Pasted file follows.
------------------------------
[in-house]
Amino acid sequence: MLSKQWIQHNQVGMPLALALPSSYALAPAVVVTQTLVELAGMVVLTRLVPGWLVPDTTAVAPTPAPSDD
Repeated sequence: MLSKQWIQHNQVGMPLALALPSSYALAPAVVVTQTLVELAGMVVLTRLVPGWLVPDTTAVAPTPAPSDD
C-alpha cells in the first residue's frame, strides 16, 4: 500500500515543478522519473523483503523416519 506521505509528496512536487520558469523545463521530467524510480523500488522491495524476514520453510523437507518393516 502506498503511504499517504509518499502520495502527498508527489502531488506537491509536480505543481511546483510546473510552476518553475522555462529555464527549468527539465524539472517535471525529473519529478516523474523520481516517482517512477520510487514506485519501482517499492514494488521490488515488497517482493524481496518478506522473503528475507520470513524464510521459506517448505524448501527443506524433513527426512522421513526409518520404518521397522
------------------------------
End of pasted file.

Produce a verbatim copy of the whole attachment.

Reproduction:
[in-house]
Amino acid sequence: MLSKQWIQHNQVGMPLALALPSSYALAPAVVVTQTLVELAGMVVLTRLVPGWLVPDTTAVAPTPAPSDD
Repeated sequence: MLSKQWIQHNQVGMPLALALPSSYALAPAVVVTQTLVELAGMVVLTRLVPGWLVPDTTAVAPTPAPSDD
C-alpha cells in the first residue's frame, strides 16, 4: 500500500515543478522519473523483503523416519 506521505509528496512536487520558469523545463521530467524510480523500488522491495524476514520453510523437507518393516 502506498503511504499517504509518499502520495502527498508527489502531488506537491509536480505543481511546483510546473510552476518553475522555462529555464527549468527539465524539472517535471525529473519529478516523474523520481516517482517512477520510487514506485519501482517499492514494488521490488515488497517482493524481496518478506522473503528475507520470513524464510521459506517448505524448501527443506524433513527426512522421513526409518520404518521397522